Flora and fauna of the Athens County area, and occasionally habitats outside Ohio. Subject matter will consist of both interpretive material and taxonomic issues in plant and animal identification.

Tuesday, February 26, 2013

Ohio Spiders

Spiderman, Spiderman, does whatever Richard Bradley can. Well it goes something like that. At the Natural History Conference, I finally got to meet Dr. Bradley. Although retired, he is swamped with a backlog of spider specimens. Knowing that, I greatly appreciate the time he has spent with me exchanging emails. My primary question of course, "Can you identify the 700 species in Ohio by photographs?" I already knew what the answer was, a resounding NO! So why am I bothering? Because the second part of that answer is "some of them, yes."

So I gathered many of my old photos and decided to put them together for a spider post. Some of the pics are new, and were previously stored as 'unknown'. With the help of Dr. Bradley, I'll get as close to a species as possible, and hopefully disseminate some new information. The above species is probably one of the easiest to recognize. The common Garden Spider, Argiope aurantia. This is one of the Orb Weavers. The picture is a female. The males are small, skinny, and drab in comparison.

Here are some more of the common members of the Araneidae family. Marbled Orbweavers, Araneus marmoreus, are highly variable. They can be distinctly patterned like this, all brown, or just have a huge abdomen that appears like a yellow or orange ping pong ball. This is just one example of how color alone is not reliable.

Furrow Orb Weaver, Larinioides cornutus. They only come out at night, and are common on buildings.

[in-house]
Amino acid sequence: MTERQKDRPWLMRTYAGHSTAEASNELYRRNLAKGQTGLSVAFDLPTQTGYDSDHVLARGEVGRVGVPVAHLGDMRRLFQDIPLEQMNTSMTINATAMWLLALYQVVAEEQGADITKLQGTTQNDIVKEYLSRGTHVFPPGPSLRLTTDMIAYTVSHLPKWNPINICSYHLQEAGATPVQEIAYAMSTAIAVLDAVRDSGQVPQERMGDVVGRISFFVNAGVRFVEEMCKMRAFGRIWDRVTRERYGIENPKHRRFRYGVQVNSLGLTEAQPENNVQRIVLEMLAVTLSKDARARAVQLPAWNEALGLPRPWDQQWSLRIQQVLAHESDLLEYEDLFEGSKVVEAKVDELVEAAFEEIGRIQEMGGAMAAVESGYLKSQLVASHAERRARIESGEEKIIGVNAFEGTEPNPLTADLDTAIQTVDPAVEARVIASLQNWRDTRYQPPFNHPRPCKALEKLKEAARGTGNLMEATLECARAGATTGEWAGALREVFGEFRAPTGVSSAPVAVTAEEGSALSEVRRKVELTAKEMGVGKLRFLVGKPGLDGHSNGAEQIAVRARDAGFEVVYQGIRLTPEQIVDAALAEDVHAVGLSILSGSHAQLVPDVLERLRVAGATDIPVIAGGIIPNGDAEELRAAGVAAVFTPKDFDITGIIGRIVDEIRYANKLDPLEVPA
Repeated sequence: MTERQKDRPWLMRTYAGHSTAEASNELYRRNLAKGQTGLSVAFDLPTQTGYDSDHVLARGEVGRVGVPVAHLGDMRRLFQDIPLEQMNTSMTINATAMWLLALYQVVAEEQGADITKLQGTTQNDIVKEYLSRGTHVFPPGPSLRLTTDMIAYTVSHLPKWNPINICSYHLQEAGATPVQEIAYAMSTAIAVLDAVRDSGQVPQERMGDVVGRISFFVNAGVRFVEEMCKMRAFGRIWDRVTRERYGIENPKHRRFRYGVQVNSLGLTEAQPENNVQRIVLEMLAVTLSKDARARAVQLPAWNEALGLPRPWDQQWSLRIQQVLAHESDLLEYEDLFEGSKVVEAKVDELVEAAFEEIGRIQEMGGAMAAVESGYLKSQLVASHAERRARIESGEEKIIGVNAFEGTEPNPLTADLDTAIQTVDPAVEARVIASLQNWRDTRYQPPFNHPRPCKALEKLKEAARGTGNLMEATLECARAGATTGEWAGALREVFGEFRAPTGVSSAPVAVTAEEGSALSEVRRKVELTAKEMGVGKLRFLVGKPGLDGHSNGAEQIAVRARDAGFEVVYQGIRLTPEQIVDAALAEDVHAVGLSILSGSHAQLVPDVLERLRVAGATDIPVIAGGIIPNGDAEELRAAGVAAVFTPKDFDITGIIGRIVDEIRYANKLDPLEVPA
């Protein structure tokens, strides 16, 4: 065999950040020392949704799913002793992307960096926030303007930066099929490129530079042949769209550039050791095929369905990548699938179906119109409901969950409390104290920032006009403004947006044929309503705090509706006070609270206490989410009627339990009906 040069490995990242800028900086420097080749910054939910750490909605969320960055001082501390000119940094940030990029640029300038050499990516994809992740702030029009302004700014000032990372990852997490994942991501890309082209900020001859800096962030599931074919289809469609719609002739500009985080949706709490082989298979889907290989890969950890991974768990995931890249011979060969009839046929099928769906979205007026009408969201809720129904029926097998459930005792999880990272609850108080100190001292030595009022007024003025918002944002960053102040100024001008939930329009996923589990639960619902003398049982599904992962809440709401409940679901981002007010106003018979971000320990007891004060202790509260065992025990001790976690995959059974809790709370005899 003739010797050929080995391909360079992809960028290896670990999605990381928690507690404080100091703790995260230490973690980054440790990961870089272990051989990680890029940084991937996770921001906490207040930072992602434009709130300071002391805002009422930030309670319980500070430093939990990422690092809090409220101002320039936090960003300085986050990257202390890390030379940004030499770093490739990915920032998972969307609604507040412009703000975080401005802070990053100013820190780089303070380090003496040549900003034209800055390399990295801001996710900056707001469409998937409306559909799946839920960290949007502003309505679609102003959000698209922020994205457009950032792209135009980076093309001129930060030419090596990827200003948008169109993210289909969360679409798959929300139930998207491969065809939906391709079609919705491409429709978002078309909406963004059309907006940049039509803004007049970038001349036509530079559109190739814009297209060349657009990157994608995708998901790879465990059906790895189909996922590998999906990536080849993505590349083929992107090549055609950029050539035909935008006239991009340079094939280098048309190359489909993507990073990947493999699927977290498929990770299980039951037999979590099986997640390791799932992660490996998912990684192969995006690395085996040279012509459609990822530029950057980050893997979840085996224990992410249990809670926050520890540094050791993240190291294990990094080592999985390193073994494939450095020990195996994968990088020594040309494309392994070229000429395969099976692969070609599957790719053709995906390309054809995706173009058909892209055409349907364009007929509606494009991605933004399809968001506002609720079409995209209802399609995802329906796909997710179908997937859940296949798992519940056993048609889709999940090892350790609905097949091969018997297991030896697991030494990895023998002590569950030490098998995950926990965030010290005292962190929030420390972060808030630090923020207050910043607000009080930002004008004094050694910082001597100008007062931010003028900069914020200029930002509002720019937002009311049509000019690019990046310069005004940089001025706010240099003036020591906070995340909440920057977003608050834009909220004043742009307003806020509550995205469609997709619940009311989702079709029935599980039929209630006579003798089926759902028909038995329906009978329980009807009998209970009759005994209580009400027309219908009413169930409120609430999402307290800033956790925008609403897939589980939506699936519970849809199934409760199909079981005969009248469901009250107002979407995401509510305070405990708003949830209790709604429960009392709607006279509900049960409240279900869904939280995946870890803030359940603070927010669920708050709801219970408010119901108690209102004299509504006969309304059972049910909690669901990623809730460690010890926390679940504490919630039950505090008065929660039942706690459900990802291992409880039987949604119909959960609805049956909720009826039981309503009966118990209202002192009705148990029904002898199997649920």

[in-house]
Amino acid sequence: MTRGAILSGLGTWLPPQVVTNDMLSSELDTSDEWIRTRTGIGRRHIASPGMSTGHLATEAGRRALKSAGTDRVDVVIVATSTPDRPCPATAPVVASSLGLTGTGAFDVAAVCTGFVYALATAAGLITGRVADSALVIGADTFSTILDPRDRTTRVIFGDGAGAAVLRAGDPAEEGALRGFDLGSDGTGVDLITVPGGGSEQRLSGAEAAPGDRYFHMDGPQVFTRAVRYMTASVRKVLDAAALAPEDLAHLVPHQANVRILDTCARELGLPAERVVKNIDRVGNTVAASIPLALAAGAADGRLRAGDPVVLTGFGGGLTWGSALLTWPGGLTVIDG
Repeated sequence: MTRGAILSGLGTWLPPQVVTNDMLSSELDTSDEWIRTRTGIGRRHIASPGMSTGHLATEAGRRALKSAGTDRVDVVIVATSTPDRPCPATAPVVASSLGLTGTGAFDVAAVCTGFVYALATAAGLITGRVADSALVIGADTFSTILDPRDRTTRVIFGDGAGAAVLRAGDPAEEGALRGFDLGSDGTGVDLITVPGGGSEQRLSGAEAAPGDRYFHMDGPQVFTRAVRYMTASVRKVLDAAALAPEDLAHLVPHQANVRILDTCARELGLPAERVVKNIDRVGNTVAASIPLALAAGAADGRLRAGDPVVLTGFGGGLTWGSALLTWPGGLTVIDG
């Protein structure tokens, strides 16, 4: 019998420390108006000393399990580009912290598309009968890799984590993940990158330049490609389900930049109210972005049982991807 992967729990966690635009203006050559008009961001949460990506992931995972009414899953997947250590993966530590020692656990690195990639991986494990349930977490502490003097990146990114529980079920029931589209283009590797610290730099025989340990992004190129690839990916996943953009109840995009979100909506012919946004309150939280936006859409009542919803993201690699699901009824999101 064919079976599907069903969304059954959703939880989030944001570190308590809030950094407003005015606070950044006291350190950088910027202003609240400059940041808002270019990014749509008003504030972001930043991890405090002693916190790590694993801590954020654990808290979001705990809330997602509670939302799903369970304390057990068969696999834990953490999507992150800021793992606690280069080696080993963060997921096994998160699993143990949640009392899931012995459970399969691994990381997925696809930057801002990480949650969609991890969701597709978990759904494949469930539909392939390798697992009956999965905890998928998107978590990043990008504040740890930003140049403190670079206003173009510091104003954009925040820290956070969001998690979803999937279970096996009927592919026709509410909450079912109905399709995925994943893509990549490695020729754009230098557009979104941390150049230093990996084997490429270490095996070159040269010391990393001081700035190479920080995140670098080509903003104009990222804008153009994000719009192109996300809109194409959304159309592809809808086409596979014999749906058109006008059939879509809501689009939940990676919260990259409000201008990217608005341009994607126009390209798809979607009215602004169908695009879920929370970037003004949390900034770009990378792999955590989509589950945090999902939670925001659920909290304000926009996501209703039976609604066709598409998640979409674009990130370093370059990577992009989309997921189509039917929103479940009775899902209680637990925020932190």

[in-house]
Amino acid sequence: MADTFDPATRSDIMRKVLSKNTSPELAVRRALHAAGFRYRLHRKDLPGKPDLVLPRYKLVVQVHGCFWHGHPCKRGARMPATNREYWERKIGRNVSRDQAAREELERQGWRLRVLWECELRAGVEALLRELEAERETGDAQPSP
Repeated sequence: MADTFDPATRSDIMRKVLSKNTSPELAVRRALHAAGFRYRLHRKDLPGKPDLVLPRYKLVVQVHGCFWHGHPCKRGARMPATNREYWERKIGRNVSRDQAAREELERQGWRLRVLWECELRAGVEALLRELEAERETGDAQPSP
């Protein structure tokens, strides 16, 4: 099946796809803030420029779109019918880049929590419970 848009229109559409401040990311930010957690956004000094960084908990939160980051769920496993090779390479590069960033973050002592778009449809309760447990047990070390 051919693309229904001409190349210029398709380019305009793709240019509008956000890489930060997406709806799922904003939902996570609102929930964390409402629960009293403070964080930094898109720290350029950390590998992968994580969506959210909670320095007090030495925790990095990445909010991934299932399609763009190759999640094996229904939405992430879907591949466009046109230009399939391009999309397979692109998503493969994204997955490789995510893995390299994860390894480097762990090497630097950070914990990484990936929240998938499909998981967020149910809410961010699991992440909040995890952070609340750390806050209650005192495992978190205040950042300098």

The Arrowhead or Triangulate Orb, Verrucosa arenata. The pointed yellow abdomen is easy to recognize, plus they almost always sit facing up in their web.

The Spiny Orb or Spined Micrathena, Micrathena gracilis. If I had a dollar for every face full of web I've received from these guys, I'd be retired.

Neoscona arabesca or N. crucifera. Here's an example where a photograph can't narrow it down for sure. There are 4 species of Neoscona Orb Weavers in Ohio. They don't have a common name.

Spiders as a whole do not have established common names. You may see different names applied to the same species. Overall the vast majority have never been assigned any common name.

Thomisidae, the Crab Spiders. They can walk sideways, and they hold their two front pairs of legs in a semicircular shape like pinchers or claws. This is Misumena vatia, the Goldenrod Crab. This is one of several species that hide in flower heads while hunting. If you see a yellow crab spider with this pink stripe, it's the same species.

Speaking of yellow crabs, this is Misumenoides formosipes. Look for the black dots that form a V on the abdomen. Dr. Bradley also says the yellow line below the eyes is also important.

In these specimens, you can see that V shape beginning to fade out. There is a white form of this, and it's often called the Red-banded Crab Spider. The white spiders often have the dark spots colored red.

This little crab is Misumenops oblongus. I call it the Green Crab Spider, and yes, I just made that name up. I usually see it in forested areas rather than open fields.

Oxyopidae, the Lynx Spiders. We have only two species in Ohio. The other one is highly striped. This is the Western Lynx, Oxyopes scalaris. The black marks on the body got me to the species. I narrowed to this family because of the long spines or setae on the legs. They are indicative of the group, but by no means unique to this family.